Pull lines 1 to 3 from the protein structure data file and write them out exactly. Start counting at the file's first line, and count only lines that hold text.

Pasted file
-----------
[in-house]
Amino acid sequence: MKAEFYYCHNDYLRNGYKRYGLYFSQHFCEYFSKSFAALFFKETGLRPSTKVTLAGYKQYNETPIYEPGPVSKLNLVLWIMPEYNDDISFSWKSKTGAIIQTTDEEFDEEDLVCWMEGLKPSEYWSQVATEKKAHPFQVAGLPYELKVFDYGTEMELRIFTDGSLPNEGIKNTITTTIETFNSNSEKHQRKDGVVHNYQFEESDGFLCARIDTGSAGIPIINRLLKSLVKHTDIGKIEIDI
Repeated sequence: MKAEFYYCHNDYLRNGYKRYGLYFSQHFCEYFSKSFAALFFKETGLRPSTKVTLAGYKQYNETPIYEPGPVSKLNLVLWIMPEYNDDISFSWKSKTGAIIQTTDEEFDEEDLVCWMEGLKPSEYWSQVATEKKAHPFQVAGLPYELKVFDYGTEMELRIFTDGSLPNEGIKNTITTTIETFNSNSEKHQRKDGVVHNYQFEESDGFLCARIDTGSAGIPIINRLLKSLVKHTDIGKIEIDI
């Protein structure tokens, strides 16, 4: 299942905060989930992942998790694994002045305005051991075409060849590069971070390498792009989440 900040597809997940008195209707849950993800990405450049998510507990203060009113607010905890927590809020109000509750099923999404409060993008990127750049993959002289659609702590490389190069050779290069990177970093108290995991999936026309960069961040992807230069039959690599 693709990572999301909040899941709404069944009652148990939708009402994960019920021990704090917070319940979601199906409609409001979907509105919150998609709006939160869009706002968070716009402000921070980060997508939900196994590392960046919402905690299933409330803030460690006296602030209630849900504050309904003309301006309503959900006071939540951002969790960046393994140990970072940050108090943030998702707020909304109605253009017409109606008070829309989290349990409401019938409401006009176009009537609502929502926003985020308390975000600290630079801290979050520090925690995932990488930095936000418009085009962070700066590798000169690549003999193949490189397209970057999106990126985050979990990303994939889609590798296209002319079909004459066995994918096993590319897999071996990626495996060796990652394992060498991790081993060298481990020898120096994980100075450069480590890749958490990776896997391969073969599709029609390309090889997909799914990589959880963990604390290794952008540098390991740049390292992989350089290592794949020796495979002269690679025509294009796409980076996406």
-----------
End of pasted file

[in-house]
Amino acid sequence: MKAEFYYCHNDYLRNGYKRYGLYFSQHFCEYFSKSFAALFFKETGLRPSTKVTLAGYKQYNETPIYEPGPVSKLNLVLWIMPEYNDDISFSWKSKTGAIIQTTDEEFDEEDLVCWMEGLKPSEYWSQVATEKKAHPFQVAGLPYELKVFDYGTEMELRIFTDGSLPNEGIKNTITTTIETFNSNSEKHQRKDGVVHNYQFEESDGFLCARIDTGSAGIPIINRLLKSLVKHTDIGKIEIDI
Repeated sequence: MKAEFYYCHNDYLRNGYKRYGLYFSQHFCEYFSKSFAALFFKETGLRPSTKVTLAGYKQYNETPIYEPGPVSKLNLVLWIMPEYNDDISFSWKSKTGAIIQTTDEEFDEEDLVCWMEGLKPSEYWSQVATEKKAHPFQVAGLPYELKVFDYGTEMELRIFTDGSLPNEGIKNTITTTIETFNSNSEKHQRKDGVVHNYQFEESDGFLCARIDTGSAGIPIINRLLKSLVKHTDIGKIEIDI